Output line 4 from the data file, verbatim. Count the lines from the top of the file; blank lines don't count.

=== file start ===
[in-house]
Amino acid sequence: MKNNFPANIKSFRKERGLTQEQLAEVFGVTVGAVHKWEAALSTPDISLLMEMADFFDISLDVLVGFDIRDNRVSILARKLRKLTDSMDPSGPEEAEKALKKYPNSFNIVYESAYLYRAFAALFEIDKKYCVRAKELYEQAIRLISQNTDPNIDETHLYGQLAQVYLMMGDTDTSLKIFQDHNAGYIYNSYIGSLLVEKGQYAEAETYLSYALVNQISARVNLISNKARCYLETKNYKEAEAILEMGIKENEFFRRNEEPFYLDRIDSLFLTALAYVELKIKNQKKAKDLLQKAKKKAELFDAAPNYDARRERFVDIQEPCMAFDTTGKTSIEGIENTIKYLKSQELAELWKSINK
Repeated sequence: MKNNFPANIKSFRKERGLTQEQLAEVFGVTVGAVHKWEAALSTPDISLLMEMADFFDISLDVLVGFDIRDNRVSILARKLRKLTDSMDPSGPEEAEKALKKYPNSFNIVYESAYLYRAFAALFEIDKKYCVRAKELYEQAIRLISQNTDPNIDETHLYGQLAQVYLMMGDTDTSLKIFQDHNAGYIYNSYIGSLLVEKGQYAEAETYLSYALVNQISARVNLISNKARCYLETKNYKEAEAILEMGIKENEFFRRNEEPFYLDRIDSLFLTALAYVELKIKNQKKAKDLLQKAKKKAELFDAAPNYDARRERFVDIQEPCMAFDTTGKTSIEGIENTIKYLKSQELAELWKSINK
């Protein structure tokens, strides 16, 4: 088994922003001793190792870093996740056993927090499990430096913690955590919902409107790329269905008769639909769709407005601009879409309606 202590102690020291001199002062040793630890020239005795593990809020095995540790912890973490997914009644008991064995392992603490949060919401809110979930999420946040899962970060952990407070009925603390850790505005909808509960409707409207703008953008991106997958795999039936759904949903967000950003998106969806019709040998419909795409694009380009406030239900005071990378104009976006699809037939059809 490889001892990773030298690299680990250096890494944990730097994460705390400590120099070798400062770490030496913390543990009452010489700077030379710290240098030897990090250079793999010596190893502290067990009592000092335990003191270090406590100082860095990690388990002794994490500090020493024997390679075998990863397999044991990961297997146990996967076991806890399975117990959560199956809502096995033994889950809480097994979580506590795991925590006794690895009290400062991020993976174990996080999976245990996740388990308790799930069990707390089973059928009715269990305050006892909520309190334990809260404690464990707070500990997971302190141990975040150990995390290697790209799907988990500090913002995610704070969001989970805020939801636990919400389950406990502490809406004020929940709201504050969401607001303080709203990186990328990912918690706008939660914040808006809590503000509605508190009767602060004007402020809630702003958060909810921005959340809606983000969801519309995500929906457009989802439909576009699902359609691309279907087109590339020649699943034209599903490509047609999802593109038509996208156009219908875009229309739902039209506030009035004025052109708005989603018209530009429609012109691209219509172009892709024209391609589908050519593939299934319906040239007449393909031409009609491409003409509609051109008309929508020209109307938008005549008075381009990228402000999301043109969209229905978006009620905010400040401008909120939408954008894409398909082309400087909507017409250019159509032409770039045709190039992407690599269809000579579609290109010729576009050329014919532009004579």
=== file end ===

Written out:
């Protein structure tokens, strides 16, 4: 088994922003001793190792870093996740056993927090499990430096913690955590919902409107790329269905008769639909769709407005601009879409309606 202590102690020291001199002062040793630890020239005795593990809020095995540790912890973490997914009644008991064995392992603490949060919401809110979930999420946040899962970060952990407070009925603390850790505005909808509960409707409207703008953008991106997958795999039936759904949903967000950003998106969806019709040998419909795409694009380009406030239900005071990378104009976006699809037939059809 490889001892990773030298690299680990250096890494944990730097994460705390400590120099070798400062770490030496913390543990009452010489700077030379710290240098030897990090250079793999010596190893502290067990009592000092335990003191270090406590100082860095990690388990002794994490500090020493024997390679075998990863397999044991990961297997146990996967076991806890399975117990959560199956809502096995033994889950809480097994979580506590795991925590006794690895009290400062991020993976174990996080999976245990996740388990308790799930069990707390089973059928009715269990305050006892909520309190334990809260404690464990707070500990997971302190141990975040150990995390290697790209799907988990500090913002995610704070969001989970805020939801636990919400389950406990502490809406004020929940709201504050969401607001303080709203990186990328990912918690706008939660914040808006809590503000509605508190009767602060004007402020809630702003958060909810921005959340809606983000969801519309995500929906457009989802439909576009699902359609691309279907087109590339020649699943034209599903490509047609999802593109038509996208156009219908875009229309739902039209506030009035004025052109708005989603018209530009429609012109691209219509172009892709024209391609589908050519593939299934319906040239007449393909031409009609491409003409509609051109008309929508020209109307938008005549008075381009990228402000999301043109969209229905978006009620905010400040401008909120939408954008894409398909082309400087909507017409250019159509032409770039045709190039992407690599269809000579579609290109010729576009050329014919532009004579």